Every couple encountering a divorce feels the emotional and financial turmoil that it can cause. You might feel betrayed, overwhelmed, relieved, or any number of other conflicting emotions. It is relatively common to feel angry and possibly even bitter toward your soon-to-be-ex, but those emotions are only escalated by the potential for alimony payments. Alimony has a way of making even a relatively amicable divorce feel significantly more hostile.

What do you do when one spouse feels entitled to financial support, while the other attempts to avoid these costly payments? By navigating the court system and understanding how alimony payments work, you will be more likely to receive a more favorable outcome.

No matter which side you are on, there are a few things you need to know about alimony in Ohio. Take a look at what experts already know, so you can go to court with your attorney prepared for what lies ahead.

Alimony: The Basics and What You Need to Know

Alimony refers to payments made by one spouse to the other during the divorce proceedings, or after the divorce has been finalized. Most states use this term to refer to these payments, but Ohio often refers to them as spousal support payments. This money can be used to help one spouse maintain the same standard of living, help offset the imbalance created by the division of assets, or give a spouse breathing room who needs more training to be employable.

There are two basic types of spousal support in Ohio:

  • Temporary spousal support, which covers the period of time from the moment you file for divorce until the actual finalization.
  • Permanent spousal support begins when the divorce is officially issued and continues until the judge decrees otherwise.

It can be misleading that payments following the divorce decree are always considered permanent. After all, some judges will only order these payments to be made for a few months or years.

Short-term alimony payments are good options for couples that include one spouse who sacrificed a career so the other could work. These payments can give the spouse with lesser earning the necessary financial breathing room to pursue more education or training, or search for a well-paying position.

Eligibility for Alimony in Ohio

In Ohio, deciding who qualifies to receive alimony payments is a grey area. Judges have to consider a number of factors before determining whether or not one spouse has the need for financial assistance from his or her former partner. The list of deciding factors is quite long, but the following items are just a few of the ones that must be taken into consideration:

Income and Earning Ability

The first thing that a judge will need to consider is each spouse’s current income. This calculation indicates whether or not a spouse truly needs assistance with his or her monthly expenditures, and if the other spouse has money to give. After all, he or she cannot order payments for money that does not exist.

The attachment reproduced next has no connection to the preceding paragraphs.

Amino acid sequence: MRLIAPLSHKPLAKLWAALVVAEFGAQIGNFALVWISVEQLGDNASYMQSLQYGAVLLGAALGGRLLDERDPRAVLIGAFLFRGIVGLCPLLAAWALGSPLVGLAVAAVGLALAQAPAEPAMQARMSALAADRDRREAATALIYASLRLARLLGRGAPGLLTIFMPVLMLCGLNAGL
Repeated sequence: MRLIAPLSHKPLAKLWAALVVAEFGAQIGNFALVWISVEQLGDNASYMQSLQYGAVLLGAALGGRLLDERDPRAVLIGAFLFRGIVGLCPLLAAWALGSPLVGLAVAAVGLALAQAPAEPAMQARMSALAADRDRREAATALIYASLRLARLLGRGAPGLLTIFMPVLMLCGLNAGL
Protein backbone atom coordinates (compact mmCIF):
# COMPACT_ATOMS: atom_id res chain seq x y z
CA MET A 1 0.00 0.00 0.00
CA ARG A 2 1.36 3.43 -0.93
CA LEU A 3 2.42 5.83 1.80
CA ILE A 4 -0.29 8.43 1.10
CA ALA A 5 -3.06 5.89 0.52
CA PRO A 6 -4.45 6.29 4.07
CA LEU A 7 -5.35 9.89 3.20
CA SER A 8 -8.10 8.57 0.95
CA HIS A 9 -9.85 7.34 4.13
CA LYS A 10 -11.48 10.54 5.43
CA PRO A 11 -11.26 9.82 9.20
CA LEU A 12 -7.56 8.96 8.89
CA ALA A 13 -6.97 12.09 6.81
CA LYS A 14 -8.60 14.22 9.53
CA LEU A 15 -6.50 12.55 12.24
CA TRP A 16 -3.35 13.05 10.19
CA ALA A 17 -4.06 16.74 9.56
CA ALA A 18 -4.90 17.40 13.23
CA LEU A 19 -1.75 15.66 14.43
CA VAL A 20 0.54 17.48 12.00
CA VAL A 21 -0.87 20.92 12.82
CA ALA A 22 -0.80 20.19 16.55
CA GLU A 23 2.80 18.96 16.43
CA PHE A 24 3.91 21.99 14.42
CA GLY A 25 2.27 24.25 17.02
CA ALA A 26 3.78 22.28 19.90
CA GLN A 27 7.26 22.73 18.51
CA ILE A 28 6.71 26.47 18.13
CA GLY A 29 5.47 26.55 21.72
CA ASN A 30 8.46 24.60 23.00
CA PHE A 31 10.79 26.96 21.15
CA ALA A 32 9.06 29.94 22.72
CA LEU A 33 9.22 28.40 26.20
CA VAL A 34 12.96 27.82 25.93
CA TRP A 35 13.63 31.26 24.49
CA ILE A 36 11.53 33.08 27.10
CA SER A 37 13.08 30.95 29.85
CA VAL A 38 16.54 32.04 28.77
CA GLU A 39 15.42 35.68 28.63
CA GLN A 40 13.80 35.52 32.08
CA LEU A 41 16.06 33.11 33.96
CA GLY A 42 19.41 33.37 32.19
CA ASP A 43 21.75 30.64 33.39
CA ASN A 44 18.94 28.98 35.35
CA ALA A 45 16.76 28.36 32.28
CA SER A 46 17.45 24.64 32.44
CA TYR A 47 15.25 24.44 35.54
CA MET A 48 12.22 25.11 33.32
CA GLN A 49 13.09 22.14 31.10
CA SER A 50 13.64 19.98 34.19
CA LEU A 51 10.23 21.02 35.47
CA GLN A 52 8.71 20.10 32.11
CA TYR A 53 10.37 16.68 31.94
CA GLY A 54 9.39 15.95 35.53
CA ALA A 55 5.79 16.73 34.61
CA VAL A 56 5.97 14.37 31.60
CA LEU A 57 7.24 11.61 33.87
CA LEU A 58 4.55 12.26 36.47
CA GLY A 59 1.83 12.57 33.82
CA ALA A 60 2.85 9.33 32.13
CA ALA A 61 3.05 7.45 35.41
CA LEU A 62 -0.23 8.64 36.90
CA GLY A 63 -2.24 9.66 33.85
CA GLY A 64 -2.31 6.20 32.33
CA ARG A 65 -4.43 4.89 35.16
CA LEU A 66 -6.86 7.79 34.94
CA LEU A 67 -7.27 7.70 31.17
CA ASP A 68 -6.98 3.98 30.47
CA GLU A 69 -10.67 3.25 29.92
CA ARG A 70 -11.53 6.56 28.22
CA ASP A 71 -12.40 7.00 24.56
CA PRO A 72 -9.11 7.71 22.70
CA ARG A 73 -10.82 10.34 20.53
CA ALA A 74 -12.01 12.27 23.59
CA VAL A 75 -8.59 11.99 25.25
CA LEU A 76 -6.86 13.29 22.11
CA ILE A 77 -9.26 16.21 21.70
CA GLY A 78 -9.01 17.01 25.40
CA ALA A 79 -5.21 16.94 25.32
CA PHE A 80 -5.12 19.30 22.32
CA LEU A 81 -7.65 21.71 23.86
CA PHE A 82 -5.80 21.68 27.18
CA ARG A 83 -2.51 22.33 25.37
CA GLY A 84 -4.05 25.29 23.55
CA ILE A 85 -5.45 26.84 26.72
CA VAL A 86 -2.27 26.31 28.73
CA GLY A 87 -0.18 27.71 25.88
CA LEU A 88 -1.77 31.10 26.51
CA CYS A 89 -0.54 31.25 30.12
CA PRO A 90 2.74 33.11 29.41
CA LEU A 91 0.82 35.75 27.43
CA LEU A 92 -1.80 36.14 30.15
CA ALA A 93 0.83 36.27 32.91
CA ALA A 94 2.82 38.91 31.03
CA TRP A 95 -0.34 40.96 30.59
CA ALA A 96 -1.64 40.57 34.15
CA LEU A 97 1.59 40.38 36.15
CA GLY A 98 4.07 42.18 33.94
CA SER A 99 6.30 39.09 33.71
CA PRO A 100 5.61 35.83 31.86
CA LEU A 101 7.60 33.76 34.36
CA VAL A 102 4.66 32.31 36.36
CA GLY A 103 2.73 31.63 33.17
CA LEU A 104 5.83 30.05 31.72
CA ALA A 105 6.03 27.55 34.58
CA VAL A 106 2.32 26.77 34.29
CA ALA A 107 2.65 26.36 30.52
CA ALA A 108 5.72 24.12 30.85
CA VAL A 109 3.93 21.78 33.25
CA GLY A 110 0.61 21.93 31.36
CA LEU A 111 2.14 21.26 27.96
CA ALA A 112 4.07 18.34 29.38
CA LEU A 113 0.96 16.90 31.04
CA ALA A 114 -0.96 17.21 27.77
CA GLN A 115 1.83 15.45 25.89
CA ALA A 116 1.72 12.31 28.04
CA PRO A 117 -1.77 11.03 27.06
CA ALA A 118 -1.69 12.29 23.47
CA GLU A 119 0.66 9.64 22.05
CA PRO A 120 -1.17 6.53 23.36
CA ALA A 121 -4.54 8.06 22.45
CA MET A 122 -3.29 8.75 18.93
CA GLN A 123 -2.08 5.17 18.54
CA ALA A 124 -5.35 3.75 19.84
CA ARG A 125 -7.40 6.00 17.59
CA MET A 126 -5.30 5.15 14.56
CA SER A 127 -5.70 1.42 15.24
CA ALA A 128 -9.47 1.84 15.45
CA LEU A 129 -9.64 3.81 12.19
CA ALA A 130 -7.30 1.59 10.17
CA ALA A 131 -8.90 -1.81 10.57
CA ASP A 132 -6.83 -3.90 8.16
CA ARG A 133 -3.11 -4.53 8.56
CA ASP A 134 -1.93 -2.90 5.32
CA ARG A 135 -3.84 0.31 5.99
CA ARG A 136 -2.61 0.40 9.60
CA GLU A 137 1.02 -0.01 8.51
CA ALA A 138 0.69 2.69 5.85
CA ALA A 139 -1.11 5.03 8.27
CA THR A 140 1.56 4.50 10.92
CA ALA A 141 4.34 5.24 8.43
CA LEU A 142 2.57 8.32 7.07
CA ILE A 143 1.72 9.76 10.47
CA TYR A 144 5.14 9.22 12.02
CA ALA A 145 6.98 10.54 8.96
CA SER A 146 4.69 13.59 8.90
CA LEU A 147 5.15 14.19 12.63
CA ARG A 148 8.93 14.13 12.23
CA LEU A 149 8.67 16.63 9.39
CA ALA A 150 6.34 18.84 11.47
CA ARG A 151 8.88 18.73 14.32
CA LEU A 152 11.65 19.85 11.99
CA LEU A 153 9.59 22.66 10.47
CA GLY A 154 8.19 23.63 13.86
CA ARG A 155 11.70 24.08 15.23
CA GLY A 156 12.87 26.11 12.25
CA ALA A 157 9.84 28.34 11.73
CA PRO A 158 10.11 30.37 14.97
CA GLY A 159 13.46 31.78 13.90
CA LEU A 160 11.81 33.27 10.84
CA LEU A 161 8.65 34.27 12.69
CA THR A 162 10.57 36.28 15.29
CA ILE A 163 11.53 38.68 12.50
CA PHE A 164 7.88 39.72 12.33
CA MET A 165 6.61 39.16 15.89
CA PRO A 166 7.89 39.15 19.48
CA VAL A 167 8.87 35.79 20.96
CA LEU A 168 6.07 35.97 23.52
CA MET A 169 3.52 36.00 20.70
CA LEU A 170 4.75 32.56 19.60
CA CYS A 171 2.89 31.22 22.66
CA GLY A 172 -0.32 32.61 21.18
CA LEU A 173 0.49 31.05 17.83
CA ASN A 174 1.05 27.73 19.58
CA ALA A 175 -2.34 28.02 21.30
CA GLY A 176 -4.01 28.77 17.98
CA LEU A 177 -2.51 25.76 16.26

Many spouses will take this opportunity to scale back at work and take a lower-paying position, which limits the amount of money they have left over to make alimony payments. You will need to consider this move very carefully, and determine whether or not you will still have enough money to pay your own bills each month. A Certified Divorce Financial Analyst can help you make wiser financial decisions and plan for the future.

Keep in mind that a judge will also look at both spouses’ earning ability, which is the amount of money they could make, based on their training, education, and experience. This earning ability helps determine whether or not one spouse is making an appropriate amount of money, but it can also serve to help a disadvantaged spouse prove that he or she cannot cover his or her bills. It may demonstrate to a judge that he or she will need more training or school before being able to be financially independent without alimony payments.

Age and Physical Health

The age and health of both spouses will also be taken into account. Disabled spouses may be entitled to alimony if they are unable to work and support themselves. Similarly, older couples in a gray divorce may lack the ability to learn new skills for a more lucrative career.

A judge may also consider the health of any children involved in the divorce. One spouse may be required to care for a physically disabled child full-time, which could entitle him or her to alimony payments.

Assets and Liabilities

The court has to consider whether or not each spouse has enough assets that he or she could draw from to support themselves for a period of time. Instead of maintaining his or her net worth in money, it could be stored up in cars, trust funds, expensive art collections, and other costly items.

On the other hand, a judge must also look at the total amount of debt each spouse has or was ordered to pay in the divorce settlement. When considering monthly expenses, this amount can really start to add up.

Homemaker Status

Was one spouse a homemaker or a stay-at-home parent throughout the duration of the marriage? A sacrifice like this one would make it more difficult for him or her to obtain a decent position at a fair wage. His or her education and training might be out of date, which could significantly lower his or her earning ability. The spouse may be awarded alimony solely based on this fact while seeking more training, education, or experience.